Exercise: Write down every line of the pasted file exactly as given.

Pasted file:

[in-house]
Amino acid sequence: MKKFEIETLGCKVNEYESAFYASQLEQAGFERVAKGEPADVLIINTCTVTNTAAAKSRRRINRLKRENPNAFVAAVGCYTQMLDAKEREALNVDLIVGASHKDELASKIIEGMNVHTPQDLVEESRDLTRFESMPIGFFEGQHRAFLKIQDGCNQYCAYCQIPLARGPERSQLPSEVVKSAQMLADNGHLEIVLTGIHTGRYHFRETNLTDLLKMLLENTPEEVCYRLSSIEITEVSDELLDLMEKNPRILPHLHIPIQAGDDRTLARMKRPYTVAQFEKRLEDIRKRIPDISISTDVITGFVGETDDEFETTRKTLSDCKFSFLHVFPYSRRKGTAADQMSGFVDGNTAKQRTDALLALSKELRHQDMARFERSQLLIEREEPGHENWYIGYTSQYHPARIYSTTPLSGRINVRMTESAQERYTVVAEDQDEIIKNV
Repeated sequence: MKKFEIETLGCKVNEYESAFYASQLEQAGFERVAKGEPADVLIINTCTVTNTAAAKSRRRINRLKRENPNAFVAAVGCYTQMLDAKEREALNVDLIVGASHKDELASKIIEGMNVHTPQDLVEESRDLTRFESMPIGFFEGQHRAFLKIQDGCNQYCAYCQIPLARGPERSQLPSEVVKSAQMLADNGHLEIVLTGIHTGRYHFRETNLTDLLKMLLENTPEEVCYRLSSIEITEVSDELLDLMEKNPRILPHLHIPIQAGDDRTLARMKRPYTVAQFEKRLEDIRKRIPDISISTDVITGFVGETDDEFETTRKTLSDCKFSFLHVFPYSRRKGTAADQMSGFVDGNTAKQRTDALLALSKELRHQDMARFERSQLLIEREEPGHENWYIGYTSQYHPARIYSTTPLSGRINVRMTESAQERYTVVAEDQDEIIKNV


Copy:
[in-house]
Amino acid sequence: MKKFEIETLGCKVNEYESAFYASQLEQAGFERVAKGEPADVLIINTCTVTNTAAAKSRRRINRLKRENPNAFVAAVGCYTQMLDAKEREALNVDLIVGASHKDELASKIIEGMNVHTPQDLVEESRDLTRFESMPIGFFEGQHRAFLKIQDGCNQYCAYCQIPLARGPERSQLPSEVVKSAQMLADNGHLEIVLTGIHTGRYHFRETNLTDLLKMLLENTPEEVCYRLSSIEITEVSDELLDLMEKNPRILPHLHIPIQAGDDRTLARMKRPYTVAQFEKRLEDIRKRIPDISISTDVITGFVGETDDEFETTRKTLSDCKFSFLHVFPYSRRKGTAADQMSGFVDGNTAKQRTDALLALSKELRHQDMARFERSQLLIEREEPGHENWYIGYTSQYHPARIYSTTPLSGRINVRMTESAQERYTVVAEDQDEIIKNV
Repeated sequence: MKKFEIETLGCKVNEYESAFYASQLEQAGFERVAKGEPADVLIINTCTVTNTAAAKSRRRINRLKRENPNAFVAAVGCYTQMLDAKEREALNVDLIVGASHKDELASKIIEGMNVHTPQDLVEESRDLTRFESMPIGFFEGQHRAFLKIQDGCNQYCAYCQIPLARGPERSQLPSEVVKSAQMLADNGHLEIVLTGIHTGRYHFRETNLTDLLKMLLENTPEEVCYRLSSIEITEVSDELLDLMEKNPRILPHLHIPIQAGDDRTLARMKRPYTVAQFEKRLEDIRKRIPDISISTDVITGFVGETDDEFETTRKTLSDCKFSFLHVFPYSRRKGTAADQMSGFVDGNTAKQRTDALLALSKELRHQDMARFERSQLLIEREEPGHENWYIGYTSQYHPARIYSTTPLSGRINVRMTESAQERYTVVAEDQDEIIKNV